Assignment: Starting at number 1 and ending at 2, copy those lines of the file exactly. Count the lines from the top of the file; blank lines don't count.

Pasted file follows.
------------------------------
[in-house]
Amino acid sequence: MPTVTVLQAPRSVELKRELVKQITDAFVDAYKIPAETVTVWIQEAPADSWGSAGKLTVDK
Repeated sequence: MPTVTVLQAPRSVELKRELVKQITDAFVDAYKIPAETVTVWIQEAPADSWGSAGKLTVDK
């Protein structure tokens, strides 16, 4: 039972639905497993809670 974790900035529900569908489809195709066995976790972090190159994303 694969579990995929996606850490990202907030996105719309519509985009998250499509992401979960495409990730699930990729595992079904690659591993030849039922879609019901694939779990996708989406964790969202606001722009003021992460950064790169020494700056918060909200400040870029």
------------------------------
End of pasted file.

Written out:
[in-house]
Amino acid sequence: MPTVTVLQAPRSVELKRELVKQITDAFVDAYKIPAETVTVWIQEAPADSWGSAGKLTVDK